Saturday, March 13, 2010

A Step in the Right Direction

So it seems likely that Janet Yellen will be the next Vice Chair of the Fed. I believe she is a great choice for several reasons. First, unlike Bernanke and other Fed apologists, she acknowledges U.S. monetary policy may have played a role in the housing boom:
[I]f a dangerous asset price bubble is detected and action to rein it in is warranted, is conventional monetary policy the best tool to use? Going forward, I am hopeful that capital standards and other tools of macroprudential supervision will be deployed to modulate destructive boom-bust cycles, thereby easing the burden on monetary policy. However, I now think that, in certain circumstances, the answer as to whether monetary policy should play a role may be a qualified yes. In the current episode, higher short-term interest rates probably would have restrained the demand for housing by raising mortgage interest rates, and this might have slowed the pace of house price increases. In addition, tighter monetary policy may be associated with reduced leverage and slower credit growth, especially in securitized markets. Thus, monetary policy that leans against bubble expansion may also enhance financial stability by slowing credit booms and lowering overall leverage.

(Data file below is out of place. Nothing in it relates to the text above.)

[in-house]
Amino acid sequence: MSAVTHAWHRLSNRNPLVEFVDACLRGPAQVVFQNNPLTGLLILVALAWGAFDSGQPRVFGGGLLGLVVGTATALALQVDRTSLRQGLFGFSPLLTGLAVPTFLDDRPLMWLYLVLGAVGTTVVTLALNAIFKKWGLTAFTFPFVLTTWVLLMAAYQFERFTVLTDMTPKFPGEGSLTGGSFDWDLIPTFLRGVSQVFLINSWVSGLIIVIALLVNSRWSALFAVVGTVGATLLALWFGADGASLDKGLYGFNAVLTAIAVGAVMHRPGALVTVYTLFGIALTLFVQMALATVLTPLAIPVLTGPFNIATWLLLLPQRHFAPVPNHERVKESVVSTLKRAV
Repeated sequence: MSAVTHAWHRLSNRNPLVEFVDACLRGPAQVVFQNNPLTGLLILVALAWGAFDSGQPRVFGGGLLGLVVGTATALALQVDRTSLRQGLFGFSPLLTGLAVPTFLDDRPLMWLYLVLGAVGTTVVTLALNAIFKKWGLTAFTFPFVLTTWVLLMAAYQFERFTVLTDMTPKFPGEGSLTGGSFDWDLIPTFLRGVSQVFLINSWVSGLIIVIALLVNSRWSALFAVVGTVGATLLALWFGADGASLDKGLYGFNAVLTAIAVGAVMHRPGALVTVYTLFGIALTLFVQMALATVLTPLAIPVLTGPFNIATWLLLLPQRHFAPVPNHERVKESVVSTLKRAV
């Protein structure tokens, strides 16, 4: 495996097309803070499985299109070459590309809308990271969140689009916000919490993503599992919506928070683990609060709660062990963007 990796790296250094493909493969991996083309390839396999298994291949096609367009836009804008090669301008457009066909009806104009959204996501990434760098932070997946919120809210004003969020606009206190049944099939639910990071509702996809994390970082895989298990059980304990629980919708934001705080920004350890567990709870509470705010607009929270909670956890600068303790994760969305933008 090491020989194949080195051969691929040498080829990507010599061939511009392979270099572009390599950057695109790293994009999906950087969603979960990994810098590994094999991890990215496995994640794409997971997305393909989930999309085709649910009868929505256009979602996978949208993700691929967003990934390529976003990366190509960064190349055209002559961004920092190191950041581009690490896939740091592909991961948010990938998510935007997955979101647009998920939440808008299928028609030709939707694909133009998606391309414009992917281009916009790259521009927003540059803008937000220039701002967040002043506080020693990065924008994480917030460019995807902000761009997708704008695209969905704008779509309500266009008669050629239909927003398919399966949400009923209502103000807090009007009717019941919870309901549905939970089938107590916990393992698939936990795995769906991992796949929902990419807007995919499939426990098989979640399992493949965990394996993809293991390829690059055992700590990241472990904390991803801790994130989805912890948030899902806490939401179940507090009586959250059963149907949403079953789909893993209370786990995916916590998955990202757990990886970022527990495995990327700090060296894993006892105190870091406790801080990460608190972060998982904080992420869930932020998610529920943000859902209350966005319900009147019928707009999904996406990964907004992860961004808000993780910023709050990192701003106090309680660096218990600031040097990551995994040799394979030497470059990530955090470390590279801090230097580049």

Second, as noted above she is open to some form of macroprudential regulation. I have become convinced by Claudio Borio, William White and others at the BIS that this is an important idea given the current realities in the financial system. Third, Yellen acknowledges that the Fed is a monetary superpower. Just admitting this point means she is taking seriously the Fed's role in creating global liquidity conditions. Any candidate who brings such fresh thinking on these three issues to the Board of Governors would be a welcome change in my view. Yes, there are areas where I disagree with her--she thinks monetary policy is limited at the zero bound, I do not--but on balance she brings a perspective to the Fed that if followed makes its less likely the Fed will repeat the monetary policy mistakes it made in the early-to-mid 2000s. Making Janet Yellen the next Vice Chair is a step in the right direction for improving the Fed.


  1. I don't want the Fed promoting financial stability.

    The modern monetary authority developed out of banks. In the U.S. it was constructed, but it was constructed on banking principles.

    There is already too much focus on finance!

  2. Bill:

    I understand your point, but given the political realities surrounding our financial system I see macroprudential policies as essential.